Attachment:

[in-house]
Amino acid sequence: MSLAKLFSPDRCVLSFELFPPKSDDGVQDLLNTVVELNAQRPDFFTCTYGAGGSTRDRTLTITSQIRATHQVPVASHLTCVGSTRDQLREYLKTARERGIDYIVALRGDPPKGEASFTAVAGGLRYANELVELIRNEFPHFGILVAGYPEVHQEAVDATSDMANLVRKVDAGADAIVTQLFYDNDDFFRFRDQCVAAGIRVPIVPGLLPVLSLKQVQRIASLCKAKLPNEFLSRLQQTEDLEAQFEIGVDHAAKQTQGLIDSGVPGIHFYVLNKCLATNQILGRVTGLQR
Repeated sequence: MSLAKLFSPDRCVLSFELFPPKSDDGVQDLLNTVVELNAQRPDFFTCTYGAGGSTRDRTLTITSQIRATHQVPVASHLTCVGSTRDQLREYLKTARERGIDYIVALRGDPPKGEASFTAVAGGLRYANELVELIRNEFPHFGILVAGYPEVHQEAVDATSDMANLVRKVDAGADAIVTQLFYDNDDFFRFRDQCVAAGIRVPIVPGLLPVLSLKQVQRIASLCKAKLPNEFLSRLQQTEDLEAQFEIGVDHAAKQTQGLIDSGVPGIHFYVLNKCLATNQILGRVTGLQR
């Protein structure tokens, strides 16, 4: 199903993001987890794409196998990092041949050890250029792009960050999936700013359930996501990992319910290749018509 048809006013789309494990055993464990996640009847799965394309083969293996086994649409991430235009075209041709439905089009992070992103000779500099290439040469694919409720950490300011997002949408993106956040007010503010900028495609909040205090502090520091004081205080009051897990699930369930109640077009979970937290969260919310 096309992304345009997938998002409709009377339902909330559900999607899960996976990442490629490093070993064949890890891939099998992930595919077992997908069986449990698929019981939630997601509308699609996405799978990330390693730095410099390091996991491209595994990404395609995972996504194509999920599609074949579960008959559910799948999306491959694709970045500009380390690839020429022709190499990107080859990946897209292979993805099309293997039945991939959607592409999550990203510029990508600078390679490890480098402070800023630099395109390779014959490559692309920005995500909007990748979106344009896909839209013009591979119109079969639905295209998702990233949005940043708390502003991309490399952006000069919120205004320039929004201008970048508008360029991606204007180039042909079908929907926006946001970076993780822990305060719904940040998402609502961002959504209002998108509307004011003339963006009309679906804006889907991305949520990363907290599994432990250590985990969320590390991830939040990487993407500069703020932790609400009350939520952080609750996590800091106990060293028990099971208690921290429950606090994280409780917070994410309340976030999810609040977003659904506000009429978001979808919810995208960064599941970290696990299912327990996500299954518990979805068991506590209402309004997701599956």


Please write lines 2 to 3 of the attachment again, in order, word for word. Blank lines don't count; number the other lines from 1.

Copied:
Amino acid sequence: MSLAKLFSPDRCVLSFELFPPKSDDGVQDLLNTVVELNAQRPDFFTCTYGAGGSTRDRTLTITSQIRATHQVPVASHLTCVGSTRDQLREYLKTARERGIDYIVALRGDPPKGEASFTAVAGGLRYANELVELIRNEFPHFGILVAGYPEVHQEAVDATSDMANLVRKVDAGADAIVTQLFYDNDDFFRFRDQCVAAGIRVPIVPGLLPVLSLKQVQRIASLCKAKLPNEFLSRLQQTEDLEAQFEIGVDHAAKQTQGLIDSGVPGIHFYVLNKCLATNQILGRVTGLQR
Repeated sequence: MSLAKLFSPDRCVLSFELFPPKSDDGVQDLLNTVVELNAQRPDFFTCTYGAGGSTRDRTLTITSQIRATHQVPVASHLTCVGSTRDQLREYLKTARERGIDYIVALRGDPPKGEASFTAVAGGLRYANELVELIRNEFPHFGILVAGYPEVHQEAVDATSDMANLVRKVDAGADAIVTQLFYDNDDFFRFRDQCVAAGIRVPIVPGLLPVLSLKQVQRIASLCKAKLPNEFLSRLQQTEDLEAQFEIGVDHAAKQTQGLIDSGVPGIHFYVLNKCLATNQILGRVTGLQR